It’s like a sauce or a spice — a little can be good, a lot creates concerns.
It’s important for CEOs, especially once you are post-traction, to engage with other CEOs. You can’t be too isolated, especially after the early days. One of the best ways to grow as a CEO is to engage with other CEOs that are at similar or later stages.
So I strongly encourage CEO dinners, meet-ups, etc. for everyone.
Then, after that, once you are truly at scale, you can begin to get a bit disconnected. 5 years in, you start to not really understand what the current mindset is for new founders today. You’ve become the establishment!
For CEOs and founders that are post-scale, angel investing is one way to stay current. Especially if you have very strong deal flow.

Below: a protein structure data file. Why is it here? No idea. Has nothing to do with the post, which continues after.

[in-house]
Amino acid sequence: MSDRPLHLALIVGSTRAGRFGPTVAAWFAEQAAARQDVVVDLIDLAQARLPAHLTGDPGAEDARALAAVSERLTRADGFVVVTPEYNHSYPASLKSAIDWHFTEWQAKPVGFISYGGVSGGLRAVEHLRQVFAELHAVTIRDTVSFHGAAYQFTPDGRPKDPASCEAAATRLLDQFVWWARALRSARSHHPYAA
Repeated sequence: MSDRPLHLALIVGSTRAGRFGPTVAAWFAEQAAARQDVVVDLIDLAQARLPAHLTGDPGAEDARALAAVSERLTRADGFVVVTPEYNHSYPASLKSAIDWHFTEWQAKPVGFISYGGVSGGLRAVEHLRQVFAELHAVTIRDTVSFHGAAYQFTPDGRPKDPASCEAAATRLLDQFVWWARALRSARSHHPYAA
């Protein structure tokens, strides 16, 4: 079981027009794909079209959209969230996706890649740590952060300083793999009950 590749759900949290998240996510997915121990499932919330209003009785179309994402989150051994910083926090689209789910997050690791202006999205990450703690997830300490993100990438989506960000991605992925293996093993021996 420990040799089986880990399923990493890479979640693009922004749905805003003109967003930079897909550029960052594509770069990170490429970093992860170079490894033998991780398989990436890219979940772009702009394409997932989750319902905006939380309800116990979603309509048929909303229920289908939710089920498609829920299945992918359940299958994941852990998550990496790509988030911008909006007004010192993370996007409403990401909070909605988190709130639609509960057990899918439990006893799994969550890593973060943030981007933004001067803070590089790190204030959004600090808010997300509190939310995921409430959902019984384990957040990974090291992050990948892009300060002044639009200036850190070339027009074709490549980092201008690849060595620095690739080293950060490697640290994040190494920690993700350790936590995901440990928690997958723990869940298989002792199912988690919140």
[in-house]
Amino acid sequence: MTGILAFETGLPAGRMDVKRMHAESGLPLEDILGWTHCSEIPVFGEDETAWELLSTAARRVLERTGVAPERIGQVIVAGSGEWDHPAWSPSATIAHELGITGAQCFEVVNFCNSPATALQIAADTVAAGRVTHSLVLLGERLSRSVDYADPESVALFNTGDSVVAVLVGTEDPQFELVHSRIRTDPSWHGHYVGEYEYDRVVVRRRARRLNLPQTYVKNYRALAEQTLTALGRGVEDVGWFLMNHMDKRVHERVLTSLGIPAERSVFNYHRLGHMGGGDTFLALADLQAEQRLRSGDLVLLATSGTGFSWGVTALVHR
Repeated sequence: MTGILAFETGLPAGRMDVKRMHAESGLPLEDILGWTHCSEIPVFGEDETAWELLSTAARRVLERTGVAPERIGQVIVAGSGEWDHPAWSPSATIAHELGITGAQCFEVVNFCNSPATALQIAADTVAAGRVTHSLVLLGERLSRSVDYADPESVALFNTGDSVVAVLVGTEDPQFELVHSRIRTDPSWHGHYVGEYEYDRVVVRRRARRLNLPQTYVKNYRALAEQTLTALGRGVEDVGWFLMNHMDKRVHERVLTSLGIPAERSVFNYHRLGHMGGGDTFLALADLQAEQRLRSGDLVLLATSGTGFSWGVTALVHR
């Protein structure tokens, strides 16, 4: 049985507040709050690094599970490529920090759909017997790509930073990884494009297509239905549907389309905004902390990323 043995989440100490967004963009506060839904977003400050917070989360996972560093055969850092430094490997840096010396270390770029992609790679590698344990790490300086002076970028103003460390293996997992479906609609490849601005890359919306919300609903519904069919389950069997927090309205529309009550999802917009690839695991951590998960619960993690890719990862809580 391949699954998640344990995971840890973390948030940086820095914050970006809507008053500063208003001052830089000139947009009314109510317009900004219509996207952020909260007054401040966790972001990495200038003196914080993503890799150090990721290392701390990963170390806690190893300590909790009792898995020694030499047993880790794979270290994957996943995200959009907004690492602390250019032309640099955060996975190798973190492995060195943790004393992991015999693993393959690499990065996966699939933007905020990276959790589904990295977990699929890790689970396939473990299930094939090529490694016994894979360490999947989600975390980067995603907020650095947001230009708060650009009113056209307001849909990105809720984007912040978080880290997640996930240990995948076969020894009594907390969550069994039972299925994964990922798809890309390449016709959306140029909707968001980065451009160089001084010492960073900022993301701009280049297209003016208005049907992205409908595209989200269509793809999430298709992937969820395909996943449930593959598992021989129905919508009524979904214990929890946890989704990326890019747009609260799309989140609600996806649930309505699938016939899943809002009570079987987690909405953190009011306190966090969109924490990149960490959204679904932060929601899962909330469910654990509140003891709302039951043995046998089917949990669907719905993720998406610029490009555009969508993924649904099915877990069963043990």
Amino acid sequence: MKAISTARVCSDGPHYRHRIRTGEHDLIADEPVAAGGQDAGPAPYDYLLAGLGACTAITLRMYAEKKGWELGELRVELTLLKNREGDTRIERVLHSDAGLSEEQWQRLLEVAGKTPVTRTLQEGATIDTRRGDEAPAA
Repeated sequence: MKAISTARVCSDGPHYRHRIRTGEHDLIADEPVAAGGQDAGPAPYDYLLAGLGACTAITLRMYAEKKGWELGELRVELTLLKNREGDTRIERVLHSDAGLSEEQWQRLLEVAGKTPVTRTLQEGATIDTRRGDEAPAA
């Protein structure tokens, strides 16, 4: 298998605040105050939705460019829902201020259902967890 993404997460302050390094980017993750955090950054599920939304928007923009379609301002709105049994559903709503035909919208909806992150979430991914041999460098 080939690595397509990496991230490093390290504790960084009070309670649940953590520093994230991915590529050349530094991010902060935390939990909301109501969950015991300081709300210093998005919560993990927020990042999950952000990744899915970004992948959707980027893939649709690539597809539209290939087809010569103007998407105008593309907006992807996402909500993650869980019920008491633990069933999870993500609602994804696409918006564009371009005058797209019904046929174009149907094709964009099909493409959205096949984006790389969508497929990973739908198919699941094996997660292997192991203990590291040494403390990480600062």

But I’ve found that most CEOs that angel invest later back away from it. Folks like Aaron Levie and Marc Benioff have some of the best angel portfolios on planet earth. But neither of them seem to be investing as much as they used to.
At first, CEOs post-scale do get information and fresh connections from angel investing that do keep them current.
But ultimately, it becomes too much of a distraction. All those CEOs want to meet, talk, get PR, get partnership help. It’s too much. And the financial returns are immaterial. Aaron Levie’s 6% of Box (at $180,000,000 today) will dwarf any angel investment, outside of an Uber or so 😉